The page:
This quote by Dr. Myra Pollack Sadker, a pioneer in the research of gender bias in America’s schools, gets a lot of attention each year during Women’s History Month. Perhaps more than ever, it resonates with educators of girls reflecting on this year’s theme, “Weaving the Stories of Women’s Lives.”

We believe—and studies confirm—Girls Must See It To Be It. Seeing the women who came before them, made tough decisions, and pursued non-traditional roles will absolutely and positively influence their own paths in life. Throughout history, girls and women have been denied educations, occupations, and political roles. Despite the many obstacles, countless women broke through barriers to pursue their dreams and better not only their lives, but the lives of generations to come. Their stories are an inspiration today.

At girls’ schools, however, students see those stories throughout the school year, not just during a single month. We infuse women’s history into the curricula and various aspects of school life to help embolden our girls to achieve their full potential in whichever field they’re drawn to. How is the next generation of female leaders, however, going to “see it to be it” if there’s no evidence beyond the classrooms and campus walls of girls’ schools?

Women in America continue to be underrepresented in many areas from politics to finance to the boardroom and more. There’s perhaps no field clamoring more to close the gender gap though than the STEM industries—industries where the lack of female role models is widely reported to be part of the problem. Girls’ schools are successfully graduating young women who are six times more likely to consider majoring in math, science, and technology and three times more likely to consider engineering careers compared to girls who attend coed schools. Yet, this is not enough. We need girls graduating from coed schools to feel equally empowered to help shift the paradigm.

We teach girls about heroines like Amelia Earhart, but what about her contemporary E. Lillian Todd who was the first-ever woman airplane designer? Marie Curie is known worldwide as a scientific research pioneer, but how many know of Gladys Hobby who was part of the research team that determined penicillin could be used to help humans? Or that legendary actress, Hedy Lamarr, co-invented the technology that enables our use of cell phones and WiFi today?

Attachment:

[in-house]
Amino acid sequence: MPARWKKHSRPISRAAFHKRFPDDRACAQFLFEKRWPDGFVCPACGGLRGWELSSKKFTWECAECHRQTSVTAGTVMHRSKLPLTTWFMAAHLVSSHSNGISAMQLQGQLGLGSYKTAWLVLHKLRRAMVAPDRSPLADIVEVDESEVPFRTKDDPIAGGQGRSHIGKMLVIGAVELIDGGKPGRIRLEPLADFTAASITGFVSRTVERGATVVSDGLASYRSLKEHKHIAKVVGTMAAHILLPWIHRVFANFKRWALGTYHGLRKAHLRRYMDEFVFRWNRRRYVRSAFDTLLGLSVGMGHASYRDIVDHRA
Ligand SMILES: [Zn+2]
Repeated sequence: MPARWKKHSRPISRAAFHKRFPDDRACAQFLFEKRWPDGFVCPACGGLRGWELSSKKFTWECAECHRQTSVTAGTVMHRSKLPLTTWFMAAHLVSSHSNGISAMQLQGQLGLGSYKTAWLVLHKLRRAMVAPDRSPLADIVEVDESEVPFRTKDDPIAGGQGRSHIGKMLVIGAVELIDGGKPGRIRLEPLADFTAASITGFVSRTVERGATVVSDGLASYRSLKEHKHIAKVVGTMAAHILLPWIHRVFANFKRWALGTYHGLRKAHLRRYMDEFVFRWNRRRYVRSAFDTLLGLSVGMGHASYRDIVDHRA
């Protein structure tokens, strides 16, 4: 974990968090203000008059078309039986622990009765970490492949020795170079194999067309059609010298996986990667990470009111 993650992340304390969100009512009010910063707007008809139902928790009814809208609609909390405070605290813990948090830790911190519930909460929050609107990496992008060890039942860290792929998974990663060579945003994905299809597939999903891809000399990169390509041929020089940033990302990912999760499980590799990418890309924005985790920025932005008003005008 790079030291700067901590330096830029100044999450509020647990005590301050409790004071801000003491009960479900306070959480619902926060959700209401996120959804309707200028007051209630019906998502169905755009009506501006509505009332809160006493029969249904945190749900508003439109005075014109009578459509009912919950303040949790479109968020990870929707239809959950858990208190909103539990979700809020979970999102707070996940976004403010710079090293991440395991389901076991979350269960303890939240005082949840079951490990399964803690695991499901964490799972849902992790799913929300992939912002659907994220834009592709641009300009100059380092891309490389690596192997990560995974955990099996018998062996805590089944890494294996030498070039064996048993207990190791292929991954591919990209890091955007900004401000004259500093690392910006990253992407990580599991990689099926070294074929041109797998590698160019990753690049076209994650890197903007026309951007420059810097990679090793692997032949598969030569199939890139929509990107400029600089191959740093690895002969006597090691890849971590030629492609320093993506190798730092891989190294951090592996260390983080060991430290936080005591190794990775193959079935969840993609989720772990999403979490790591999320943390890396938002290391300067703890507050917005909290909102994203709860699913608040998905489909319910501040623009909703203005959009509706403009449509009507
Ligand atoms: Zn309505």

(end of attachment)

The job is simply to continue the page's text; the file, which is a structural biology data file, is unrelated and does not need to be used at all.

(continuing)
Too often, women’s contributions and accomplishments have been overlooked and consequently omitted from mainstream culture.

While women account for 51% of our population, a review of mainstream American history begs the question, where were the women? Women account for only 10% of historical figures in our history textbooks. When girls don’t see themselves in textbooks they learn that to be female is to be invisible. Is it really any wonder that so many women are trying to learn how to “lean in?” If we had grown up knowing about the remarkable women who contributed so much to building this nation, we’d already BE in!

When girls learn about accomplished women in history they become more aware of the possibilities in their own lives. It’s as important for boys to see accomplished women in history so they are aware women were also integral in shaping our nation.

Clearly, teaching our youth about women’s history, showing them examples of high achieving women, and encouraging them to pursue their dreams regardless of gender is critical.

Education about the accomplishments and contributions made by women will enable both girls and boys to see that gender is not a factor in deciding what you can and can’t pursue in life.

To that end, the National Coalition of Girls’ Schools (NCGS) supports the mission of the National Women’s History Museum (NWHM) to educate, inspire, empower, and shape the future by integrating women’s distinctive history into the national narrative. One of the primary objectives of NWHM is to build a world-class national women’s history museum at the National Mall, which will serve to educate all Americans about the critical and indispensable role women have played in our history. A privately funded Congressional Commission is currently being assembled to study and report to Congress on the governance, organizational structure, fundraising, operations, and locations of the Museum. As we celebrate Women’s History Month, our organizations look forward to the day when all Americans will know and understand the enormous influence women have had in shaping this great nation.


Megan Murphy, Executive Director, National Coalition of Girls’ Schools

Joan Wages, President & CEO, National Women’s History Museum